Vinod lost the election in 2014 to BJP’s Nagendra Mahato by a small margin of around 4,000 votes. The party – primarily based in Dalits and OBCs of the region – also has a strong presence in the Jamua and Gandey assembly segments. In the 2009 Lok Sabha elections as well, Rajkumar Yadav was the runner-up from this seat. Clearly, the coming together of JMM and Congress votes with CPI (ML) on this seat would have made the competition difficult for BJP, but with CPI (ML) out of alliance and ready to contest alone from here, the gathbandhan is clearly on a very weak wicket.
Neglecting the Left in Bihar: Missed opportunity for the gathbandhan?
A similar neglect of CPI-CPI (ML) in Bihar is also expected to make things easy for the NDA and difficult for gathbandhan.
The CPI has significant influence on at least three assembly constituencies of Begusarai Lok Sabha seat, where it has fielded ex-JNUSU president Kanhaiya Kumar. Kanhaiya comes from the influential Bhumihar caste that decides the electoral outcome here. In the 2014 elections, BJP’s Dr Bhola Singh (now deceased) won this seat, polling 4,28,227 votes while RJD’s Tanveer Hassan was the runner-up with 3,69,892 votes.
CPI’s Rajendra Prasad Singh was in third position but got 1,92,639 votes. The party has a vote bank of more than 1.5 lakh votes here, and with Kanhaiya’s popularity, it could reach further heights. This is too big a number to ignore, which could ultimately spoil the gathbandhan game. Logically, the RJD should have backed CPI here, but sources within the party say that Lalu Prasad is extremely fearful of the rise of any other youth leader from Bihar, who could be a future challenge to his son Tejasvi Yadav. This is why Lalu, who is rumoured to have initially assured Kanhaiya of support from this seat is now changing track.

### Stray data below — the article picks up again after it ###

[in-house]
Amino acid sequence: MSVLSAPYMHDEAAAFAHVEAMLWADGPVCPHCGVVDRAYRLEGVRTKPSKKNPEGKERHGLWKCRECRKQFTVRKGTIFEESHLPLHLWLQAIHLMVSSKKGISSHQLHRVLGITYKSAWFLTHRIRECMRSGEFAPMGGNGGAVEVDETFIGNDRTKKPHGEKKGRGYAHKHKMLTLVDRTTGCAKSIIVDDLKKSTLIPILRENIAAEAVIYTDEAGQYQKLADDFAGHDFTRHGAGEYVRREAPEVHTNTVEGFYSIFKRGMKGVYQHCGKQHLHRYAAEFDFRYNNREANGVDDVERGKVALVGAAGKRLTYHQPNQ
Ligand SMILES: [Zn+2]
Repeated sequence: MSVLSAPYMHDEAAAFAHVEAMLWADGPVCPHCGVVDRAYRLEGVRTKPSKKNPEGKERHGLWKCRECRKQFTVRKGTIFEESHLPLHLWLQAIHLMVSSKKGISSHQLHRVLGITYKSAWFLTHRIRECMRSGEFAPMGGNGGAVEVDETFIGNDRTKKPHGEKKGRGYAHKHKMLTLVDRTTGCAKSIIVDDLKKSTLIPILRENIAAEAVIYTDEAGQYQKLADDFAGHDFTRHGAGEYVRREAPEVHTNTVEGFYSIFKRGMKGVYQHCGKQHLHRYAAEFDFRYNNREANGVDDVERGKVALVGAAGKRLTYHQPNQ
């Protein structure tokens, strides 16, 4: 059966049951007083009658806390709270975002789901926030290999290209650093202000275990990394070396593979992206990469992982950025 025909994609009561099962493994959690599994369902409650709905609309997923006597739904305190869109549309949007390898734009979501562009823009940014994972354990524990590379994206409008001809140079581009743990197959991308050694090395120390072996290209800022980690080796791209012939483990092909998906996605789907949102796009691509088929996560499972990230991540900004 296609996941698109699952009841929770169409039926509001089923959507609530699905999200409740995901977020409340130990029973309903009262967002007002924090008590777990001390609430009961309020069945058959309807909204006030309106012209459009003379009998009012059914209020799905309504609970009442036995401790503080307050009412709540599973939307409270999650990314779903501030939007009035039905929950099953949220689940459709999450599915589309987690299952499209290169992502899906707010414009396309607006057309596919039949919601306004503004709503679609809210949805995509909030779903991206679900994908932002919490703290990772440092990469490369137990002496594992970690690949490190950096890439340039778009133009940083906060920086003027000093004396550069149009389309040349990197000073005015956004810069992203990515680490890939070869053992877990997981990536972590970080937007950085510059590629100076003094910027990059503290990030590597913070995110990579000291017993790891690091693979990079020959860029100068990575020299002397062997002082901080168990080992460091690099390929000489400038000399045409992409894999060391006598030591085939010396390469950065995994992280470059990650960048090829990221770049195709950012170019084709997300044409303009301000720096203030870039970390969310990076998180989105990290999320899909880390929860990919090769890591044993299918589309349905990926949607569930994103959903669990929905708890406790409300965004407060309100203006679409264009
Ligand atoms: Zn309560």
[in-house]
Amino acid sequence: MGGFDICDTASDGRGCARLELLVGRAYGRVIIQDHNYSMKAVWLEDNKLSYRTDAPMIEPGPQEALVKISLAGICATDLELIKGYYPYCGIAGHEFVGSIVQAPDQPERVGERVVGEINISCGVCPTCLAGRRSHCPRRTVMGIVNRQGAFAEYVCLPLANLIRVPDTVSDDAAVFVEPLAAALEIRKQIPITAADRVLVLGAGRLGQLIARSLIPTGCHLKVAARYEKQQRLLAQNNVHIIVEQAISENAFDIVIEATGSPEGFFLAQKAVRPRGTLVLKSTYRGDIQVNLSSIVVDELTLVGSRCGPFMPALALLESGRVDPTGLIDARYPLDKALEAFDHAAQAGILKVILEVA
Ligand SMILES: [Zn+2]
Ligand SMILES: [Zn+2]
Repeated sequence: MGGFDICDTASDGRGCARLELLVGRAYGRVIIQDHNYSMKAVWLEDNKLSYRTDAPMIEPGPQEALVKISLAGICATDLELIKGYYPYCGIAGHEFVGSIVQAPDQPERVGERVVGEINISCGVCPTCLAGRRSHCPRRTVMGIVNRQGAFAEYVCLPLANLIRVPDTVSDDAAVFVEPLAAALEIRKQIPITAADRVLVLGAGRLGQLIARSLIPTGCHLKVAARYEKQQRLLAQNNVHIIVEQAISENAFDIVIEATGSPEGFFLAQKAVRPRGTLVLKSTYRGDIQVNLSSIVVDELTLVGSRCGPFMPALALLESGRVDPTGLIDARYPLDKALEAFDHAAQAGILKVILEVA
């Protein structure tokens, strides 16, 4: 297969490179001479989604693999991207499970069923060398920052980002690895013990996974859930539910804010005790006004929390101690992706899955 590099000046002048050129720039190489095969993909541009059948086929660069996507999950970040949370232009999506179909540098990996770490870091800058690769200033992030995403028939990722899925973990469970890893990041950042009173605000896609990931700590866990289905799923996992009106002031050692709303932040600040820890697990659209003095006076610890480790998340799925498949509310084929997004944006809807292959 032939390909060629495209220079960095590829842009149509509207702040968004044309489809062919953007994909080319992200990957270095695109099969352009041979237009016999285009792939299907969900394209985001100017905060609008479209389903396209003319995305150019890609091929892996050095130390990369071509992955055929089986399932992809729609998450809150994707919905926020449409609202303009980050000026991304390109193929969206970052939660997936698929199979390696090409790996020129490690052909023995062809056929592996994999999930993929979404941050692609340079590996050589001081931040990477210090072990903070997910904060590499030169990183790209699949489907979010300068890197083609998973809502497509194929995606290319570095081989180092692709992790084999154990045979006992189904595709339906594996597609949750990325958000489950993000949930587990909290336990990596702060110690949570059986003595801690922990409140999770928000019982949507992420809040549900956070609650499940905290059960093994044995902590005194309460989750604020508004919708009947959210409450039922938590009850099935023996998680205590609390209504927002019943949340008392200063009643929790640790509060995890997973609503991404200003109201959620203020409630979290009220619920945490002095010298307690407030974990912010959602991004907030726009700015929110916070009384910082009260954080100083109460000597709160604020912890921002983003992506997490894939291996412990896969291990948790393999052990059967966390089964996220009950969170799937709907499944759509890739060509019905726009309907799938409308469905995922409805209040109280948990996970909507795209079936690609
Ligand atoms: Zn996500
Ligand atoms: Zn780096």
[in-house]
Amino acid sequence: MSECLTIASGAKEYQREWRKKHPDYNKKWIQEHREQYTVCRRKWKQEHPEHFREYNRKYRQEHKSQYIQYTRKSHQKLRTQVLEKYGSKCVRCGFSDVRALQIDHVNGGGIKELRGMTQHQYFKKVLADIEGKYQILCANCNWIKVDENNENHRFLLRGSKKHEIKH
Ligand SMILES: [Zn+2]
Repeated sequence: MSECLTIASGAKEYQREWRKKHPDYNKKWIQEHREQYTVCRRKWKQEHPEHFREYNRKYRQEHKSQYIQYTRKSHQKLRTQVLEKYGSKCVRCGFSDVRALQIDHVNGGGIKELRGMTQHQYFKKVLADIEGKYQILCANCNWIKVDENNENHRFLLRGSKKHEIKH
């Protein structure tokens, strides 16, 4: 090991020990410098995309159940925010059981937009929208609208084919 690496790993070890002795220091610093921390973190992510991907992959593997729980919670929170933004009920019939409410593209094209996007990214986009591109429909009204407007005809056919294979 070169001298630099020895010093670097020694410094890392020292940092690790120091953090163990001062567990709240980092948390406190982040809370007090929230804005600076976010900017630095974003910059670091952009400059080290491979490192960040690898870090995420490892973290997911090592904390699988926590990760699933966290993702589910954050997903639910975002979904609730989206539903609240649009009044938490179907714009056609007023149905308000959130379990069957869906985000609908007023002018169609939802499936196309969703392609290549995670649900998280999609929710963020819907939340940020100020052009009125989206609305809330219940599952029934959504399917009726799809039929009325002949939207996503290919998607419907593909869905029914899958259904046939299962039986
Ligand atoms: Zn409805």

While the CPI may spoil the gathbandhan’s chances on one Lok Sabha seat, CPI (ML) is likely to do so on at least two – Siwan and Arrah.
In the 2014 elections, BJP’s Om Prakash Yadav won this seat polling 3,72,670, votes while RJD’s Hena Shahab, wife of infamous mafia-politician Shahabuddin got 2,58,823 votes and CPI (ML), Amar Nath Yadav polled 81,006, which was more than Manoj Kumar Singh of JD U’s 79,239 votes. In the 2015 assembly elections, the party won Darauli (SC) seat, and was runner up on Ziradei seat.
Of the six assembly segments here, four i.e., Ziradei, Darauli, Raghunathpur and Daraunda, have significant CPI (ML) presence. Polarisation against Shahabuddin’s wife, also on religious lines, is the main reason why the BJP has been winning here. A non-Muslim candidate of CPI (ML) and its OBC-Dalit base could have avoided that possibility, but the RJD is not keen to give this seat to CPI (ML).
The Arrah region has been one of the earliest basis of CPI (ML), since the times of the spread of the Naxalbari rebellion in north. It has been the site for bloody conflicts between upper caste landlords and Dalit-OBC landless labourers – where armed squads of CPI (ML) and the infamous Ranveer Sena engaged in violent clashes that left hundreds dead in mass killings.
The Sandesh, Agiaon, Tarari assembly segments of the district are still strongholds of the party. In the 2014 elections, BJP’s ex home secretary and current MoS Raj Kumar Singh won this seat polling 3,91,074 votes while RJD’s Sribhagwan Singh Kushwaha came in second with 2,55,204 votes and CPI (ML’s) Raju Yadav came third with 98,805 votes. In the 2015 assembly elections, CPI (ML) won the Tatrai assembly seat while polling significant number of votes in Agiaon-Sandesh assemblies.
Sources within RJD and CPI ML indicate that Lalu Prasad is willing to give the Arrah seat to CPI (ML) in return for their support on all seats, but CPI (ML) is not willing to leave Siwan.
In this scenario, what becomes interesting to look at is the attitude of the BJP.
The party, which had won 22 seats in the 2014 elections in Bihar gave up five of its seats to accommodate alliance partners. This attitude was last seen during the 2004 elections, when the Congress leadership willingly decided to contest lesser number of seats than 1999 to forge bigger alliances and succeeded in increasing the number of seats won by it significantly.
Clearly, the BJP leadership knows that in a closely contested election like this, it is the number of won seats that matter, not the number of contested seats – a lesson that Congress and some of its allies like JMM, RJD seem to have forgotten.
Rajan Pandey is a freelance journalist and co-author of Battlegroud UP: Politics in the Land of Ram